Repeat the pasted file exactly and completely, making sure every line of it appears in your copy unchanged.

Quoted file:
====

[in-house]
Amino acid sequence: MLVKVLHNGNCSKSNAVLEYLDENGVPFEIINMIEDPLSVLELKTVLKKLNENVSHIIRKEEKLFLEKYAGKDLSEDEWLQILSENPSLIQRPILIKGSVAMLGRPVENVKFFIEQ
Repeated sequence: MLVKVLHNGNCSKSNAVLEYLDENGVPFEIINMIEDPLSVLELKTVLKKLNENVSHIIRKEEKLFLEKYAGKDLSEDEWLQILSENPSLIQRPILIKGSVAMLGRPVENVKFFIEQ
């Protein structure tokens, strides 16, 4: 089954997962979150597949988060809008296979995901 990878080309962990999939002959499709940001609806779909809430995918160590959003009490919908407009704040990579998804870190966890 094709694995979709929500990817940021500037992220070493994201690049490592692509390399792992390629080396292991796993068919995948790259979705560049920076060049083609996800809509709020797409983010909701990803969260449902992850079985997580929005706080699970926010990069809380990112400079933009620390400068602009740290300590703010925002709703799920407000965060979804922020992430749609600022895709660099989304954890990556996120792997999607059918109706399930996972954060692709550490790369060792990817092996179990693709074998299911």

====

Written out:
[in-house]
Amino acid sequence: MLVKVLHNGNCSKSNAVLEYLDENGVPFEIINMIEDPLSVLELKTVLKKLNENVSHIIRKEEKLFLEKYAGKDLSEDEWLQILSENPSLIQRPILIKGSVAMLGRPVENVKFFIEQ
Repeated sequence: MLVKVLHNGNCSKSNAVLEYLDENGVPFEIINMIEDPLSVLELKTVLKKLNENVSHIIRKEEKLFLEKYAGKDLSEDEWLQILSENPSLIQRPILIKGSVAMLGRPVENVKFFIEQ
């Protein structure tokens, strides 16, 4: 089954997962979150597949988060809008296979995901 990878080309962990999939002959499709940001609806779909809430995918160590959003009490919908407009704040990579998804870190966890 094709694995979709929500990817940021500037992220070493994201690049490592692509390399792992390629080396292991796993068919995948790259979705560049920076060049083609996800809509709020797409983010909701990803969260449902992850079985997580929005706080699970926010990069809380990112400079933009620390400068602009740290300590703010925002709703799920407000965060979804922020992430749609600022895709660099989304954890990556996120792997999607059918109706399930996972954060692709550490790369060792990817092996179990693709074998299911």